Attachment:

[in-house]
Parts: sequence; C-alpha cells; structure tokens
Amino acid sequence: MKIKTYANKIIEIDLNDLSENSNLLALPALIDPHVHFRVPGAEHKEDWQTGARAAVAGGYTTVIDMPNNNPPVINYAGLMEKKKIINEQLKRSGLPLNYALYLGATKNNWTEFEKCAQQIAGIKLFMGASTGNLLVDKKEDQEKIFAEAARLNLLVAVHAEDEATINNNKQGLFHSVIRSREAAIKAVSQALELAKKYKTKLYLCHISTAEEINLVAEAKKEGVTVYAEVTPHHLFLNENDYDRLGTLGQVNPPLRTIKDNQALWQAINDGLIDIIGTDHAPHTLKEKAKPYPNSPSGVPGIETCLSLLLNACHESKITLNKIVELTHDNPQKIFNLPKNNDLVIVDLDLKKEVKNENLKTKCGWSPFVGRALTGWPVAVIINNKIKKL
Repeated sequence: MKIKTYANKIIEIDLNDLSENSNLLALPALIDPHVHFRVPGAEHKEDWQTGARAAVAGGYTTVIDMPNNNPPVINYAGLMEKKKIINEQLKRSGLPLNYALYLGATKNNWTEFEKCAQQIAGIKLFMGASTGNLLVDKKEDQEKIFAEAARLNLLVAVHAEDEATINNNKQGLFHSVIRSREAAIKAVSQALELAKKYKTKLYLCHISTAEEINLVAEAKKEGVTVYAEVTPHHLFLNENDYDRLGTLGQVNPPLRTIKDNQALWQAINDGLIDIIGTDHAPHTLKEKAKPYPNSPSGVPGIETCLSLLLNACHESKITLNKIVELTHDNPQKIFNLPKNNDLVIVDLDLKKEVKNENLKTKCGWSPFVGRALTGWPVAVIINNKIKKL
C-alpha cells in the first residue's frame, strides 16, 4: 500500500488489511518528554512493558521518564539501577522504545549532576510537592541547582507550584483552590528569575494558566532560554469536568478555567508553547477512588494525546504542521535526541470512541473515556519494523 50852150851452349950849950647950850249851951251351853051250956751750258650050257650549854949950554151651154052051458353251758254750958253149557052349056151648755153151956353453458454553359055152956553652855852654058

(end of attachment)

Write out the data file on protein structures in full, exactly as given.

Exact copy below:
[in-house]
Parts: sequence; C-alpha cells; structure tokens
Amino acid sequence: MKIKTYANKIIEIDLNDLSENSNLLALPALIDPHVHFRVPGAEHKEDWQTGARAAVAGGYTTVIDMPNNNPPVINYAGLMEKKKIINEQLKRSGLPLNYALYLGATKNNWTEFEKCAQQIAGIKLFMGASTGNLLVDKKEDQEKIFAEAARLNLLVAVHAEDEATINNNKQGLFHSVIRSREAAIKAVSQALELAKKYKTKLYLCHISTAEEINLVAEAKKEGVTVYAEVTPHHLFLNENDYDRLGTLGQVNPPLRTIKDNQALWQAINDGLIDIIGTDHAPHTLKEKAKPYPNSPSGVPGIETCLSLLLNACHESKITLNKIVELTHDNPQKIFNLPKNNDLVIVDLDLKKEVKNENLKTKCGWSPFVGRALTGWPVAVIINNKIKKL
Repeated sequence: MKIKTYANKIIEIDLNDLSENSNLLALPALIDPHVHFRVPGAEHKEDWQTGARAAVAGGYTTVIDMPNNNPPVINYAGLMEKKKIINEQLKRSGLPLNYALYLGATKNNWTEFEKCAQQIAGIKLFMGASTGNLLVDKKEDQEKIFAEAARLNLLVAVHAEDEATINNNKQGLFHSVIRSREAAIKAVSQALELAKKYKTKLYLCHISTAEEINLVAEAKKEGVTVYAEVTPHHLFLNENDYDRLGTLGQVNPPLRTIKDNQALWQAINDGLIDIIGTDHAPHTLKEKAKPYPNSPSGVPGIETCLSLLLNACHESKITLNKIVELTHDNPQKIFNLPKNNDLVIVDLDLKKEVKNENLKTKCGWSPFVGRALTGWPVAVIINNKIKKL
C-alpha cells in the first residue's frame, strides 16, 4: 500500500488489511518528554512493558521518564539501577522504545549532576510537592541547582507550584483552590528569575494558566532560554469536568478555567508553547477512588494525546504542521535526541470512541473515556519494523 50852150851452349950849950647950850249851951251351853051250956751750258650050257650549854949950554151651154052051458353251758254750958253149557052349056151648755153151956353453458454553359055152956553652855852654058